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CRISPR Antimicrobials

Posted by Mary Gearing on May 3, 2016 10:30:00 AM

The crisis of antibiotic resistance is upon us, and the world is unprepared. Each year in the United States, two million people will be infected by antibiotic resistant bacteria. Even when researchers develop new antibiotics, the onset of resistance is swift, as few as five years after introduction. Current antibiotic strategies are nonspecific - they harm any bacterial cell without a resistance gene, allowing resistant bacteria to multiply, spreading their resistance genes throughout the bacterial population. But what if we could specifically target only virulent or antibiotic resistant bacteria with a weapon that they’ll have less potential to become resistant to? CRISPR may provide a method for doing just that. While challenges remain in the delivery of these agents, CRISPR antimicrobials could become our newest line of defense against bacteria.

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Topics: Genome Engineering, CRISPR

Casilio: An Adaptive, Multitasking “CRISPR-OS”

Posted by Guest Blogger on Apr 26, 2016 10:30:00 AM

This post was contributed by guest bloggers Albert Cheng and Mark Wanner.

CRISPR-Cas9 offers a leap forward for genome editing, providing researchers with greatly enhanced accuracy, efficiency, and versatility. It has led to a tremendous acceleration of biomedical research, allowing for the modeling of human disease mutations in experimental model systems with previously unthinkable speed and precision. Furthermore, the ability to excise detrimental mutations and introduce functional sequences—as is being investigated with dystrophin/Duchenne muscular dystrophy at this time—is potentially transformative for human clinical care for some Mendelian diseases.

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Topics: Plasmid Technology, Genome Engineering, CRISPR

Genome engineering using Cas9/gRNA Ribonucleoproteins (RNPs)

Posted by Joel McDade on Apr 21, 2016 10:30:00 AM

CRISPR has quickly become the preferred system for genome engineering due to its simplicity, as it requires only Cas9 and a guide RNA (gRNA).  Choosing the correct method to deliver both Cas9 and gRNAs to your target cells is absolutely critical as failure to adequately express either component will result in a failed experiment.  In our previous blog post entitled “CRISPR 101 - Mammalian Expression Systems and Delivery Methods” we provided a general overview of the most common ways in which you can deliver Cas9 and gRNAs to your target cells and discussed a few key advantages and disadvantages of each method. In this blog post, we will go into greater detail about why and how Cas9/gRNA Ribonucleoprotein complexes (Cas9 RNPs) are being used for genome engineering experiments and provide a general framework for getting started with Cas9 RNPs in your research.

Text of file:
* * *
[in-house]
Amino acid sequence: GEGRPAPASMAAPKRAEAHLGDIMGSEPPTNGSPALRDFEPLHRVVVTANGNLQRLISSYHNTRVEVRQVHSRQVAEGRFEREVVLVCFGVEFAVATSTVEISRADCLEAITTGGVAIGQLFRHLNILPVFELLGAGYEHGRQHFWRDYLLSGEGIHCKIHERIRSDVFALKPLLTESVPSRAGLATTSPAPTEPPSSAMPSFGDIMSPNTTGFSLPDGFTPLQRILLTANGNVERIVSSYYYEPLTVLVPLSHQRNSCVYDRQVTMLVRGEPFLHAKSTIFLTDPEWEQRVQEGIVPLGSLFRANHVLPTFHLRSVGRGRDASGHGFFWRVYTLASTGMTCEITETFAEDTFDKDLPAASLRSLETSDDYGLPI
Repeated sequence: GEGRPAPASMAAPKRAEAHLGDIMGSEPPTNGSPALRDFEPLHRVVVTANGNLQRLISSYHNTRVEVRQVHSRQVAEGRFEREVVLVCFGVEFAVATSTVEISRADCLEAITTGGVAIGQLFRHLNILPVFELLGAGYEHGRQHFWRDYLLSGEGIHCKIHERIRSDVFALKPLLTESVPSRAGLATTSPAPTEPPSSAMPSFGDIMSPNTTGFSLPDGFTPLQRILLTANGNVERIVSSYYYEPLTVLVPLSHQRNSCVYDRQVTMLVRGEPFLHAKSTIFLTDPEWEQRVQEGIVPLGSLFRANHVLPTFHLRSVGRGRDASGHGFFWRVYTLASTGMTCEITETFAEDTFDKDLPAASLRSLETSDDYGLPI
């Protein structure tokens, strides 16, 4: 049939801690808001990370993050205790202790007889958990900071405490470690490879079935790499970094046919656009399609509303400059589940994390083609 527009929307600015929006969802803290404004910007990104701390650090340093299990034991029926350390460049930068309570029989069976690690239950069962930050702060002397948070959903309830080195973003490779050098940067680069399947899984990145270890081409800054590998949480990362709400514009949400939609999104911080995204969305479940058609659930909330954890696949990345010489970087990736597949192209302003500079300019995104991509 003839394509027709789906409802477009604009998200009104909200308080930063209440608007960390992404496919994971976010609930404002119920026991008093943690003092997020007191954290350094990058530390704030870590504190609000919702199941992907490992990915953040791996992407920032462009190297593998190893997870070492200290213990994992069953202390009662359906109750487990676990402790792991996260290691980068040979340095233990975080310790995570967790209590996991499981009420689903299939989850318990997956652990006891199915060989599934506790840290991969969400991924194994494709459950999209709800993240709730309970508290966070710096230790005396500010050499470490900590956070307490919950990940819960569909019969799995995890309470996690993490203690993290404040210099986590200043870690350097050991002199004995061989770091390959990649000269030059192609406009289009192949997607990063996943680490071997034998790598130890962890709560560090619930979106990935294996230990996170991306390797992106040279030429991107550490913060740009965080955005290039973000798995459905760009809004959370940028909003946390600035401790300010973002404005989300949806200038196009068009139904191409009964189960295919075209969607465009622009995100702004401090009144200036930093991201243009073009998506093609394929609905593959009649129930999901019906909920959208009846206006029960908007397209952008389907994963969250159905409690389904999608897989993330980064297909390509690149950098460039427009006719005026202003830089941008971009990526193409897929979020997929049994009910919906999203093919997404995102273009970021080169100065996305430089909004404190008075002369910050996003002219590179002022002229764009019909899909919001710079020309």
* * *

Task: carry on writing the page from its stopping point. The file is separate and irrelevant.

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Topics: Genome Engineering, CRISPR, Techniques

Pairing CombiGEM and CRISPR for Combinatorial Genetic Screening

Posted by Guest Blogger on Apr 12, 2016 10:30:00 AM

This post was contributed by guest blogger Alan Wong.

The complexity of biological systems can hinder our attempts to study and engineer them, but what if we had a simple tool that allowed us to rapidly decode the complexity? The CombiGEM-CRISPR technology was developed with the goal of providing an easy-to-use tool to analyze the complex combinatorial genetic networks underlying your favorite biological phenotype in a scalable way. This blog post will introduce you to this new technology, and guide you through the basics of CombiGEM-CRISPR experiments.

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Topics: Plasmid Technology, Genome Engineering, CRISPR

Optimizing Donor DNA for Enhanced CRISPR Genome Editing

Posted by Guest Blogger on Mar 24, 2016 10:30:00 AM

This post was contributed by guest blogger Chris Richardson, a Postdoctoral Researcher in Jacob Corn’s lab.

CRISPR-Cas9 (Cas9) is an RNA-guided nuclease that targets and cuts genomic DNA. The interplay between Cas9 (which causes the breaks) and host cell DNA repair factors (which repair those breaks) makes Cas9 extremely effective as a genome editing reagent. This interplay falls into two broad categories and thus, causes two types of editing outcomes: Cas9 breaks repaired by the non-homologous end-joining (NHEJ) pathway disrupt target gene sequences (thus inactivating genes), while breaks repaired by homology directed repair (HDR) pathways can modify the sequence of a gene (thus altering its function). HDR is crucial for certain applications, for example, correcting the allele that causes sickle cell anemia. However, HDR occurs much less frequently than NHEJ and the efficiency of these editing reactions is low. Understanding the biological cause of this repair bias is a fascinating (and yet unanswered) question. Our recent paper (Richardson et al 2016) revealed some of the biophysical parameters that can influence the HDR/NHEJ decision.

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Topics: Genome Engineering, CRISPR

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